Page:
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Document Max. Freq Min. Freq
Frederick H. Dyer, Compendium of the War of the Rebellion: Regimental Histories 382 382 Browse Search
Harper's Encyclopedia of United States History (ed. Benson Lossing) 22 22 Browse Search
Southern Historical Society Papers, Volume 22. (ed. Reverend J. William Jones) 15 15 Browse Search
Rebellion Record: a Diary of American Events: Documents and Narratives, Volume 9. (ed. Frank Moore) 10 10 Browse Search
Rebellion Record: a Diary of American Events: Documents and Narratives, Volume 11. (ed. Frank Moore) 10 10 Browse Search
Robert Underwood Johnson, Clarence Clough Buell, Battles and Leaders of the Civil War. Volume 3. 10 10 Browse Search
Horace Greeley, The American Conflict: A History of the Great Rebellion in the United States of America, 1860-65: its Causes, Incidents, and Results: Intended to exhibit especially its moral and political phases with the drift and progress of American opinion respecting human slavery from 1776 to the close of the War for the Union. Volume II. 8 8 Browse Search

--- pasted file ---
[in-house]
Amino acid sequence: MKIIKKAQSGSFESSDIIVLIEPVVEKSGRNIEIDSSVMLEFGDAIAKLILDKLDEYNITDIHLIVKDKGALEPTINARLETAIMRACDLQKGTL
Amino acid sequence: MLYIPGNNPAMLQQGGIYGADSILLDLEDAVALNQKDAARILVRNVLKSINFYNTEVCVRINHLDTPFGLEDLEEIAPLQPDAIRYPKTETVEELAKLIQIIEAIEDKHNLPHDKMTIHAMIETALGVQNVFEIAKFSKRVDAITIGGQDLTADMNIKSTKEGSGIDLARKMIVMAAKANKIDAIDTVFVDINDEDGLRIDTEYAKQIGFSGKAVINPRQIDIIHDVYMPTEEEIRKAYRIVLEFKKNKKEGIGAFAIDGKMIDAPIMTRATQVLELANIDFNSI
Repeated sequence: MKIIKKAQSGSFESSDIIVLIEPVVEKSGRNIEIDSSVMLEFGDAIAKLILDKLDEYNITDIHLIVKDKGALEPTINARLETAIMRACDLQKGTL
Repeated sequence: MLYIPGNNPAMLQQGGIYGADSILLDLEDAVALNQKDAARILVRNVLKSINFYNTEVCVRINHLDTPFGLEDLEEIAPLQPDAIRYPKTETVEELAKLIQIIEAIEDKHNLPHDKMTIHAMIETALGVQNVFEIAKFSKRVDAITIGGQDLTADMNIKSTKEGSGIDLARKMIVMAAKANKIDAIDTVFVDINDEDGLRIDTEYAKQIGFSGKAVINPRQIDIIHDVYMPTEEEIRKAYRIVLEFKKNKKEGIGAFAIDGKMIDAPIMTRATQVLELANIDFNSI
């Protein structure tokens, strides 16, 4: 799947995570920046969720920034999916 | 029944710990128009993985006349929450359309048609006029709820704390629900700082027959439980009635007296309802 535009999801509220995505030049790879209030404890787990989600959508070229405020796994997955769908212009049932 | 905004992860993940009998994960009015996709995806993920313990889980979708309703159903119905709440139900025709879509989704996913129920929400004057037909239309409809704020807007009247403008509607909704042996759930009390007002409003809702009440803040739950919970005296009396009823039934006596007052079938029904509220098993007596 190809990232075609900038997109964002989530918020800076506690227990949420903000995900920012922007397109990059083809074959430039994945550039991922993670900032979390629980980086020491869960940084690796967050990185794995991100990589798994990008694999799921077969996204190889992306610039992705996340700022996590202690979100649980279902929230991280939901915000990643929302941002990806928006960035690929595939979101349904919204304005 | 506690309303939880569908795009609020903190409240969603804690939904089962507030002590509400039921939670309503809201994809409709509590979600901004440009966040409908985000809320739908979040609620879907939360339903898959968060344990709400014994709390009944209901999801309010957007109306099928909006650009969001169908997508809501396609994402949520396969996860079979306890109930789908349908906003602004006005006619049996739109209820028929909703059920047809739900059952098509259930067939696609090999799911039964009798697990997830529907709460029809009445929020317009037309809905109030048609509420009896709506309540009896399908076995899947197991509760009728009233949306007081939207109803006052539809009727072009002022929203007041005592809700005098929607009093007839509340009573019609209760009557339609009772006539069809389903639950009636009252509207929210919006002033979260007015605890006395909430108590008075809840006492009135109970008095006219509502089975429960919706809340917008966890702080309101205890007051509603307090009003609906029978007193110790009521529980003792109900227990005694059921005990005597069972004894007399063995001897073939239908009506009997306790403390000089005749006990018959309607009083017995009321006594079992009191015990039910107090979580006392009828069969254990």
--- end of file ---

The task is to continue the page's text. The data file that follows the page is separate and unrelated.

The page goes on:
Robert Underwood Johnson, Clarence Clough Buell, Battles and Leaders of the Civil War: Volume 2. 8 8 Browse Search
Adam Badeau, Military history of Ulysses S. Grant from April 1861 to April 1865. Volume 3 8 8 Browse Search
Waitt, Ernest Linden, History of the Nineteenth regiment, Massachusetts volunteer infantry , 1861-1865 8 8 Browse Search
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Browsing named entities in Rebellion Record: a Diary of American Events: Documents and Narratives, Volume 8. (ed. Frank Moore). You can also browse the collection for October 1st or search for October 1st in all documents.

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to see a place — a nice town in our native State--laid in entire desolation. Even the court-house and public square around it, where once the citizens of Clinton County could look for a just enforcement of the laws of the land, looks as though no human concourse had gathered there for two or three years. Every building and fence is in a state of dilapidation; yards and sidewalks grown up with weeds. Crossed the State line into Fentress County, Tennessee, about eleven o'clock A. M. October first, passed through Jamestown, which is another place of desolation. The courthouse has fallen down. A citizen of Fentress County told us that they had had no enforcement of the civil law in that county for about two years; that every man not taken by conscription was a law unto himself. On the morning of the third we got to Montgomery, the county-seat of Anderson County. Here are visible the tracks of this monster — rebellion. The town is evacuated and every thing going to ruin. But o